IT intelligence: security

Robin Fisk explains why passwords might soon be a thing of the past.

How many passwords do you have to remember? Most websites depend on user names and passwords for authentication and, with more of our lives being conducted online, we are faced with more to remember. Passwords are not meant to be easily guessed either, so memorising them becomes difficult. A 'strong' password will contain a mixture of letters (in a mixture of upper and lower case), numbers and symbols, if permitted. They should be at least eight characters in length and it is advisable to change them from time to time.

Security analyst Bruce Schneier's recent password analysis of showed that the message about strengthening our passwords is getting through.

The passwords were gained from a 'phishing' page that fooled users into thinking they were logging into Myspace. In fact, their credentials were being saved for other purposes. Analysis showed that the average password is a healthy eight characters long and is likely to contain both numbers and letters. Schneier dryly observed that users must have learned something about security: the most common password used to be 'password'; now it is 'password1'.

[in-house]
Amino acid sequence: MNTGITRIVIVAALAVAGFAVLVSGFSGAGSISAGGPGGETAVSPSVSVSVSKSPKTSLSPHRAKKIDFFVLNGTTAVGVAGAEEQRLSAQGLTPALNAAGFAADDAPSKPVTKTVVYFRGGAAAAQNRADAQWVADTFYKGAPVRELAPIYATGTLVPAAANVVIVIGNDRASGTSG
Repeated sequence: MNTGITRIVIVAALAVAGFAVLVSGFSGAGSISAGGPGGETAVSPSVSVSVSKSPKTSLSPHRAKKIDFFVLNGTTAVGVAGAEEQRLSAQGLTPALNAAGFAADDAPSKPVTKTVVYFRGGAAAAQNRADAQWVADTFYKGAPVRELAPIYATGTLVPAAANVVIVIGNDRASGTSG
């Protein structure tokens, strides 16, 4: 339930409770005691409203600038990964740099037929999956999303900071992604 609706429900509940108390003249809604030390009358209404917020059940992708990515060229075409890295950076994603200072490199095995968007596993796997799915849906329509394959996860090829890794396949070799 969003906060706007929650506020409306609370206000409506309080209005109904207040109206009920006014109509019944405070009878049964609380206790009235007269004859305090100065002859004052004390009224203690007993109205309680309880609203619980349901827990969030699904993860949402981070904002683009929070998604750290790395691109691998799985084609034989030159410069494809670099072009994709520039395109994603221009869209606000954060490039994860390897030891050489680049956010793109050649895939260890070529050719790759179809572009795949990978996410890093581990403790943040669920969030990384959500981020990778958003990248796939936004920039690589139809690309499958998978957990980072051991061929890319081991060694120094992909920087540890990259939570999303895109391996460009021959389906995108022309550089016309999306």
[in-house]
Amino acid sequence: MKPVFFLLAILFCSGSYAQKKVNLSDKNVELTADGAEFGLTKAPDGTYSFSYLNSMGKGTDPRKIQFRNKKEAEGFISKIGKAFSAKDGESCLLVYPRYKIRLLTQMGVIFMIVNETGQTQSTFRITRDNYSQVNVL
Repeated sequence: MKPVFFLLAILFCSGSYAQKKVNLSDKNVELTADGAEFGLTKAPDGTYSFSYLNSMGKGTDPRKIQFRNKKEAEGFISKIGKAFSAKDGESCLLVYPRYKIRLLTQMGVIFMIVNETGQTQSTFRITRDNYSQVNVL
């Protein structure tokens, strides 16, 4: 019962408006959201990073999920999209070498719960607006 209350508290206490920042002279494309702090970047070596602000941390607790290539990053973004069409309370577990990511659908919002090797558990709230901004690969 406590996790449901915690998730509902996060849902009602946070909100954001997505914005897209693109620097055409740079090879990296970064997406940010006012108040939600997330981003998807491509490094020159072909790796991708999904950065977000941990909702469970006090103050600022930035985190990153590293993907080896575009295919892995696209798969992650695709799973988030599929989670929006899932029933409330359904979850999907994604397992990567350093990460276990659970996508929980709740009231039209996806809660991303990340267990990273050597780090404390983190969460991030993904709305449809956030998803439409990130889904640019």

However, remembering passwords could one day be a thing of the past thanks to Microsoft's InfoCard technology. You will maintain a range of personalised online access 'cards' containing different types of personal information for different purposes. When a site requests login, personal or payment information, the InfoCard interface pops up on your computer, presenting you with your wallet of cards - you select the appropriate one. Importantly, the website provider will not need to know your payment details.

You may not need to remember those passwords for much longer, but until then, avoid using 'password1'.

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